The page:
Orange investing in the future of its children

It would seem that the people of Orange are willing to invest in the future of their children.

They have approved spending serious money to determine the best way to modernize the facilities used to educate the 330 students in grades 3 through 6. That might mean renovating and expanding the Dexter Park School, or possibly replacing it altogether. The Dexter Park School was built in the early 1950s and currently houses 332 in grades 3 through 6.

Voters at town meeting approved spending $179,375, but more importantly, they ratified that decision by a more than 2 to 1 margin in the privacy of the ballot booth, where these kinds of projects often go down in flames.

The money is the town’s share of an $875,000 feasibility study. The state will pay the $695,625, or 79 percent. This kind of commitment usually means towns have pretty much decided they have a problem they need to fix and are willing to follow through with construction of whatever solution the study recommends. The state will pay 79 percent of construction costs as well.

It would seem townspeople have rightly decided they need to move forward. The question is what move to make. The feasibility study will allow Orange residents to make an informed choice.

The study first recommends a course of action and then produces schematic designs of the building or renovation — probably sometime in 2019.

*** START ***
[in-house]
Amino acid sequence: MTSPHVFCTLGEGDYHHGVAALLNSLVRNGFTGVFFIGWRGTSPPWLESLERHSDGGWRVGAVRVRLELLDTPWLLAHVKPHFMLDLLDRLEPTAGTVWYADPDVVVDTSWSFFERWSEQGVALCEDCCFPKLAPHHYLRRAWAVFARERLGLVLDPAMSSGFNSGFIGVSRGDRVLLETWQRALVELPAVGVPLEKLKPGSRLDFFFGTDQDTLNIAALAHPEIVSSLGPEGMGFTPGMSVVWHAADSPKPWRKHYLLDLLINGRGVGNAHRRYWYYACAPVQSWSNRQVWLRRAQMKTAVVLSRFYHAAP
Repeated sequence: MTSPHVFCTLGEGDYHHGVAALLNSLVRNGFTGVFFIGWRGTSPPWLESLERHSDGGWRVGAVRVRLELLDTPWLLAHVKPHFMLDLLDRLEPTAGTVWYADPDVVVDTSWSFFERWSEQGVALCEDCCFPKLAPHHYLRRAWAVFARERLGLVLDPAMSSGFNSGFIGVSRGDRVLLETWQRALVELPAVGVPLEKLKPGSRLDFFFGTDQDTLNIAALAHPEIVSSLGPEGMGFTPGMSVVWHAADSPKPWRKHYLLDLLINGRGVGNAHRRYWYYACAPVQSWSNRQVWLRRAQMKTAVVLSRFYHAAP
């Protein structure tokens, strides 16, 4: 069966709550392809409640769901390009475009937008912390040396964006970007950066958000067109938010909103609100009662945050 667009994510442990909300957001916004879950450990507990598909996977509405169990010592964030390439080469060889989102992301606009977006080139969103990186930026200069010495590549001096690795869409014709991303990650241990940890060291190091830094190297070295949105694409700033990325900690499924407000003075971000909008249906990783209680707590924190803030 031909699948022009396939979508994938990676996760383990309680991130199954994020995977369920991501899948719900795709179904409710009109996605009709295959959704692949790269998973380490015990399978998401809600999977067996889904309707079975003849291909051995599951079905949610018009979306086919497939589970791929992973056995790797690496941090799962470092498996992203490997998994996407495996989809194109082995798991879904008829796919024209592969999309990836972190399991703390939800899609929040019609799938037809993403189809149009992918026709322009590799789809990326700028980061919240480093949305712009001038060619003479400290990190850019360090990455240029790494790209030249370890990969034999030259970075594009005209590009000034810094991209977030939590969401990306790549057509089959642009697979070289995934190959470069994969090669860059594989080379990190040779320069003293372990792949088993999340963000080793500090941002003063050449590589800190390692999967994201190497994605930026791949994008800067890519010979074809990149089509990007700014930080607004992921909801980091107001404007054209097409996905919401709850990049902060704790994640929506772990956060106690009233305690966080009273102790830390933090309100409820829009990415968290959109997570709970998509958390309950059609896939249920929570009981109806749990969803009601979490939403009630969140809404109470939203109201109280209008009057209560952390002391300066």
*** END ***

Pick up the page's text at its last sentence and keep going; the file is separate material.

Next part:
After that, the taxpayers will have to spring for the construction costs, in the millions, but it’s hard to find a better deal than the state paying 80 percent of the tab.

School officials have indicated the loan payments for an elementary school project would probably not come online until debt payments for Mahar Regional construction phase out. That way voters won’t see a jump in current tax rates because of the new project.

We have to agree with the arguments for this spending, which so far have carried the day: that Dexter Park School is functionally obsolete, a fact that cannot be remedied with short-term repairs and patches; that the town is more likely to continue to attract highly qualified teachers with a modern facility; and that the town is more likely to attract businesses and young families who are engaged in the community by investing in it. And, oh yes, let’s not forget the town’s children.

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